UN Secretary-General Antonio Guterres told Ethiopian Prime Minister Abiy Ahmed that Ethiopia has no legal right to expel seven UN humanitarian officials.
According to UN deputy spokesman Farhan Haq, Guterres told Ethiopia’s leader in a phone call on Friday that the world body does not accept Ethiopia’s decision to expel senior UN officials.
Haq said the United Nations Office for Legal Affairs sent a note to the UN mission in Ethiopia on Friday in New York, explaining the UN’s “long legal position” on the need to declare someone “persona non greta”. The action does not apply to UN personnel.
Ethiopia announced the expulsion on Thursday, giving UN officials 72 hours to go.
Ethiopia’s foreign ministry said in a tweet that the seven were “interfering in the country’s internal affairs.”
The tweet came amid mounting pressure on the government over the deadly blockade of the Tigre region, where children are reportedly starving. Ethiopia’s government has accused humanitarian workers of supporting Tigre forces that have been fighting their troops and allied forces since November, a charge that aid workers denies.
Spokesman Haque said UN officials are still in the country. When asked by a reporter whether UN officials would leave Ethiopia by the end of 72 hours, Haque did not respond directly.
UN officials include the deputy head of the United Nations Office for Humanitarian Affairs and a representative of the United Nations Children’s Fund, UNICEF.
UNICEF said on Friday that the Ethiopian government’s decision to expel UN officials from the country was “regrettable and worrying”.
Declaring their work “more urgent than ever”, UNICEF said in a statement that children are bearing the brunt of the country’s worsening humanitarian crisis.
UNICEF said, “We have full confidence in the teams working on the ground to save children’s lives, as always – guided by the principles of fairness, humanity, neutrality and independence. Our programs will continue.” African nation for over 60 years.
Ethiopia’s federal government has been engaged in an armed conflict with the military in the northern Tigre region for almost a year. The government declared a unilateral ceasefire and withdrew its forces in June, but the conflict continued to spread to the neighboring regions of Amhara and Afar.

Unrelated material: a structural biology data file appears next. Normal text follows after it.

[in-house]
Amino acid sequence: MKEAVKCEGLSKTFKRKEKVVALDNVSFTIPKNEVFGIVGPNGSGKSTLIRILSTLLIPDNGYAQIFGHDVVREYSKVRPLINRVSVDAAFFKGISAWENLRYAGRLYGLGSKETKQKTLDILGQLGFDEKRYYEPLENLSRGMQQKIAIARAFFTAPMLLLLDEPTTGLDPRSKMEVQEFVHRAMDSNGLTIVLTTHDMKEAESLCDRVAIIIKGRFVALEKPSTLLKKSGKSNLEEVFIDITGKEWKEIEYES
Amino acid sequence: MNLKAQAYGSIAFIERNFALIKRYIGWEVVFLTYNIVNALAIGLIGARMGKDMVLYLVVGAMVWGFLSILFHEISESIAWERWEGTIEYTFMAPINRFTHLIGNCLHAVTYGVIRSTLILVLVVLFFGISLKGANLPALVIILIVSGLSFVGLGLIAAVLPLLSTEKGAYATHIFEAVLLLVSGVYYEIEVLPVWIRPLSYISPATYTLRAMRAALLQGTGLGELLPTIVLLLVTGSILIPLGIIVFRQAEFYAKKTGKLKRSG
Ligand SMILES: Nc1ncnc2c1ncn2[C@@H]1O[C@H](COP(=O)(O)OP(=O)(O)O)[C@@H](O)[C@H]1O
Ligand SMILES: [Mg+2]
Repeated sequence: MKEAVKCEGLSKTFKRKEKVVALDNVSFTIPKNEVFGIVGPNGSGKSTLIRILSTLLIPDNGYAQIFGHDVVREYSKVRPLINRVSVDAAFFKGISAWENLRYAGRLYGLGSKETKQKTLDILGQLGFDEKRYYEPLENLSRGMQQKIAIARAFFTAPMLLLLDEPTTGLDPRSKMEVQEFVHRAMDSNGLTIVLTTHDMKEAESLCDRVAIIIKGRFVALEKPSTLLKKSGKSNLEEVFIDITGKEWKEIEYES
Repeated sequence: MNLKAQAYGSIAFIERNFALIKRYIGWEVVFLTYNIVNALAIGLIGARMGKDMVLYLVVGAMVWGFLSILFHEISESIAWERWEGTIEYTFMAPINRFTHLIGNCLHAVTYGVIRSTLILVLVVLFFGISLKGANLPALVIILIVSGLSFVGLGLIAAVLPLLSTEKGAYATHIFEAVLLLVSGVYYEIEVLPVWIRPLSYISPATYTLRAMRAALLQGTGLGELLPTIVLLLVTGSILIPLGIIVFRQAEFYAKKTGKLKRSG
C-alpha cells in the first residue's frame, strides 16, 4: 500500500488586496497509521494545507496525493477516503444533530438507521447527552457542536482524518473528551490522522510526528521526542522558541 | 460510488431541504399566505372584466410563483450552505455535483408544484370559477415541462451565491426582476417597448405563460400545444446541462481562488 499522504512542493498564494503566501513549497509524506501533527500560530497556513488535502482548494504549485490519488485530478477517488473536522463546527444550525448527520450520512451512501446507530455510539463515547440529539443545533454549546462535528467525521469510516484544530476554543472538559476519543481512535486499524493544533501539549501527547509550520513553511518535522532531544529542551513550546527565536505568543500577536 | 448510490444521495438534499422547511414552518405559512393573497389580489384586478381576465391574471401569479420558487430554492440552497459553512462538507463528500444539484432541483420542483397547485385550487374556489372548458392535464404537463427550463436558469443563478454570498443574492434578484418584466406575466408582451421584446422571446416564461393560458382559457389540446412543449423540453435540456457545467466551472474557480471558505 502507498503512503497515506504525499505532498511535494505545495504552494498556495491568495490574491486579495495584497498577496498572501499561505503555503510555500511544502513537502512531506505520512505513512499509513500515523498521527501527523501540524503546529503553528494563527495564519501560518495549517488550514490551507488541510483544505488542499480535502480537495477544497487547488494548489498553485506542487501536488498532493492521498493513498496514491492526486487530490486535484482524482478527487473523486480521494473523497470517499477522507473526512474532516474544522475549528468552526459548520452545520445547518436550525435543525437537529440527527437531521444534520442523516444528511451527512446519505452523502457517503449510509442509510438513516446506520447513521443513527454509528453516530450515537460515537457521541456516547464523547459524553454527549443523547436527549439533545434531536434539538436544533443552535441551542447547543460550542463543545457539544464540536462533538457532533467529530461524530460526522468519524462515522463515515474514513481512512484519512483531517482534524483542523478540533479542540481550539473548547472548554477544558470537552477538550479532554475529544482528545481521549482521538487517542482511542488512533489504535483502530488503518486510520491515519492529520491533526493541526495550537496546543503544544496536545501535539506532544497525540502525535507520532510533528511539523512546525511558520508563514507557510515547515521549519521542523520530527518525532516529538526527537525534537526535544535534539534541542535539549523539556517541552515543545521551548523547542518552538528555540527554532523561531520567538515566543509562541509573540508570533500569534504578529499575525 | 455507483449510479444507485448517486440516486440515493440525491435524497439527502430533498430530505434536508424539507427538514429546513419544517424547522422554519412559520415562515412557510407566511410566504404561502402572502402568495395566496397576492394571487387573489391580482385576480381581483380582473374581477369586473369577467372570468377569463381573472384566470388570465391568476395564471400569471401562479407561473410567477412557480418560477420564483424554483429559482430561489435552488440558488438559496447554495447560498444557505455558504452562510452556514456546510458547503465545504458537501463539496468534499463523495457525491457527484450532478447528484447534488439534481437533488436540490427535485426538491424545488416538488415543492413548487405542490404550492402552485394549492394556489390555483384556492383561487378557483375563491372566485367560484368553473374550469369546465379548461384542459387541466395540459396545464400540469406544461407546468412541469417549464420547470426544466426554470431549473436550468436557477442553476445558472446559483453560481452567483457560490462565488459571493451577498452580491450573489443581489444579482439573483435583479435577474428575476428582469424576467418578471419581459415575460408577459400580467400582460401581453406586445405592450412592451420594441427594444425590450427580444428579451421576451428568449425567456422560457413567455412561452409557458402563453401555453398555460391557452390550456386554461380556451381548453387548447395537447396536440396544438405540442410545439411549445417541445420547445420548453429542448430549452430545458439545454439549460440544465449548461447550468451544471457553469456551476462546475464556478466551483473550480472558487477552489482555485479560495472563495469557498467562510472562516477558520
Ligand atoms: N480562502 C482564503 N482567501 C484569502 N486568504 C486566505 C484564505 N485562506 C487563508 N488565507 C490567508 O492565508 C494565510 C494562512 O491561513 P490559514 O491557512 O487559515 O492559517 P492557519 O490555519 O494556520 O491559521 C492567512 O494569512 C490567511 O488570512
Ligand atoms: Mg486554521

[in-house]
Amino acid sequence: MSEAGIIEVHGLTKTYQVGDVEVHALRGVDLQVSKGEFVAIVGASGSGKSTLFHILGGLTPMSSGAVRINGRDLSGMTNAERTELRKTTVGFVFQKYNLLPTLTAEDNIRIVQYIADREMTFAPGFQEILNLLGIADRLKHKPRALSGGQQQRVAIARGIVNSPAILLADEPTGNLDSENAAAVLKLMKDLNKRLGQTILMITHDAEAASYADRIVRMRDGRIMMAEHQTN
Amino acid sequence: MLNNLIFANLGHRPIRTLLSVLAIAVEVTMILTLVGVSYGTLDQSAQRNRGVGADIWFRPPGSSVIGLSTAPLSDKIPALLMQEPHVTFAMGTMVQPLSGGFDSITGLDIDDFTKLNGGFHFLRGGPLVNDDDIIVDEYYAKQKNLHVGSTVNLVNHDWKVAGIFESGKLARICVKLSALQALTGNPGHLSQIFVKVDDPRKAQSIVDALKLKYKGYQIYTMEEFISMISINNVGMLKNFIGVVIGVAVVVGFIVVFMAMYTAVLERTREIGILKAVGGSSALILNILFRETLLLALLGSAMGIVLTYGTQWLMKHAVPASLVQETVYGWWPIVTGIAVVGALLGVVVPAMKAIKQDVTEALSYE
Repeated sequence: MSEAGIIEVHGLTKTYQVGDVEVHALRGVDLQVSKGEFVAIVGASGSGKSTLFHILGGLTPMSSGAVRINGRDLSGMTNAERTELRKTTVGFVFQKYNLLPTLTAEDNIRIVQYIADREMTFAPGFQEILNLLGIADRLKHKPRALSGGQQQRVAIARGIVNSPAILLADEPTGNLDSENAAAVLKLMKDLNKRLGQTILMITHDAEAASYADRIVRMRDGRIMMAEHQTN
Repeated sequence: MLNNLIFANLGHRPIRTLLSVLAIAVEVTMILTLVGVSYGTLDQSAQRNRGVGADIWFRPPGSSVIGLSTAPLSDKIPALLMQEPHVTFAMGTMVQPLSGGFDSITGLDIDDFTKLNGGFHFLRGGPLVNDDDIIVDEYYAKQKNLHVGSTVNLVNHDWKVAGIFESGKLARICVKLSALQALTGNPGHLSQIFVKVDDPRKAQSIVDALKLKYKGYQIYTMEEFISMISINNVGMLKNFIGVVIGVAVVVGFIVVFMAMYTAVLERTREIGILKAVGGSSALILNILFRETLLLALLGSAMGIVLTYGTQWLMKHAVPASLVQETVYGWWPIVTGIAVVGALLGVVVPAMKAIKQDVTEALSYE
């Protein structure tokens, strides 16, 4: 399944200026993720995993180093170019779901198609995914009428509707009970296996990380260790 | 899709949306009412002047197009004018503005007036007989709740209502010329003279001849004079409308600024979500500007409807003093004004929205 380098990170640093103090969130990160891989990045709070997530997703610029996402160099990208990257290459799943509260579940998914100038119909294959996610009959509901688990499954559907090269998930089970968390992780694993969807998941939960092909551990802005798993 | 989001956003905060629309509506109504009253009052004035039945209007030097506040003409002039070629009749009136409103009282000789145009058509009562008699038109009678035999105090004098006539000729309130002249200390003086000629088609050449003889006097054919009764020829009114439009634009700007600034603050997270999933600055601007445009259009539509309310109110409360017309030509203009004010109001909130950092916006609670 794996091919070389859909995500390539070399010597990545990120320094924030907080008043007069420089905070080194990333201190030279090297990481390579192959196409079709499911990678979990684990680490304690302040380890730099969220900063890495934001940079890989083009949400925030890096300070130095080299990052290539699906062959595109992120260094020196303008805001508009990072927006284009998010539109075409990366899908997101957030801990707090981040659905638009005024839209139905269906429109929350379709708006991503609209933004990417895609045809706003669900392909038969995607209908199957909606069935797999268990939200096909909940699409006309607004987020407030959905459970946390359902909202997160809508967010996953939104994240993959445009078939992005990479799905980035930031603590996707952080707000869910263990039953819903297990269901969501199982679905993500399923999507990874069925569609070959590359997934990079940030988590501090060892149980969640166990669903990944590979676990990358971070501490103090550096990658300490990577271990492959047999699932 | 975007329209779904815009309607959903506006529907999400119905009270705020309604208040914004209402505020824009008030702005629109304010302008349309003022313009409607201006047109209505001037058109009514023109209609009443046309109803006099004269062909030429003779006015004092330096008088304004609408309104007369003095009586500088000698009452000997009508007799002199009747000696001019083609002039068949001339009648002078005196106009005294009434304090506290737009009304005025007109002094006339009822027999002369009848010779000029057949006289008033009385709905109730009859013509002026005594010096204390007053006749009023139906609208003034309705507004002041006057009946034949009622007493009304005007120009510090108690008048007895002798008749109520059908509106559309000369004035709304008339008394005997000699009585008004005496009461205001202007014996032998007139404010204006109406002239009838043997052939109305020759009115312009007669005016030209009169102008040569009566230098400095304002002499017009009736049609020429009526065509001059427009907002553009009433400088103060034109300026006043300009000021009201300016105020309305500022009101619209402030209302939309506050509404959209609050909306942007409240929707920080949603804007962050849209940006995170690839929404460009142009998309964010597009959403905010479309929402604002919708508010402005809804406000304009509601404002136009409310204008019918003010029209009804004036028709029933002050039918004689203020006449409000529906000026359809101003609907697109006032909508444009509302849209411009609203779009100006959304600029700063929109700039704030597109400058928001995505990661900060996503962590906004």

Of the 6 million people living in the Tigre, the United Nations says 5.2 million are in need of some level of food aid. More than 400,000 people are living in famine-like conditions, and another 1.8 million are on the verge of famine.
“It is critically important that the humanitarian operation continues, and it does,” OCHA spokesman Jens Larke told Reuters at Friday’s Geneva briefing. “So far there is no indication that [Ethiopia’s decision] Stops the operation.”
UN human rights spokesman Rupert Colville said at the briefing that the removal of the head of its reporting team was “a really serious step”.
On Wednesday, UN humanitarian chief Martin Griffiths said that after 11 months of conflict and three months of de facto government blockade, the humanitarian crisis in Tigre is spiraling out of control.
A UN spokeswoman said the region needed one hundred aid trucks a day, but only 79 were allowed in the past week.
“Trucks carrying fuel and medical supplies still cannot enter the Tigre,” UN spokesman Stephane Dujarric said on Wednesday. “Trucks are waiting in Semera, in Afar, to travel to Mekel.”
The federal government, headed by Prime Minister Abiy Ahmed, a Nobel Peace Prize laureate, blames the rebels for blocking aid delivery.
condemnation of america
“The US government strongly condemns the unprecedented action by the Ethiopian government to expel the leadership of all UN organizations involved in ongoing humanitarian operations,” White House spokeswoman Jen Psaki told reporters on Thursday.
Earlier this month, US President Joe Biden signed an executive order allowing the government to impose financial sanctions on those prolonging the Tigre conflict.
“We will not hesitate to use this or any other tool at our disposal to provide a prompt and decisive response to those hindering humanitarian aid to the people of Ethiopia,” Saki said.
The UN Security Council on Friday held private talks about Ethiopia’s decision as well as North Korea’s recent missile launches.
Kenya’s ambassador to the United Nations, Martin Kimani, who took over as President of the Security Council for October, told reporters on Friday: “Many members expressed very serious concerns about both situations during Friday’s talks “, but said that neither of the two resolutions was passed. matter.
Diplomatic sources told Reuters news agency that any aggressive action by the council on Ethiopia’s actions was unlikely because China and Russia have long maintained the Tigrayan conflict is an internal matter.
VOA’s Patsi Vidakuswara contributed to this report. Some information in this report has been received from Reuters and Associated Press.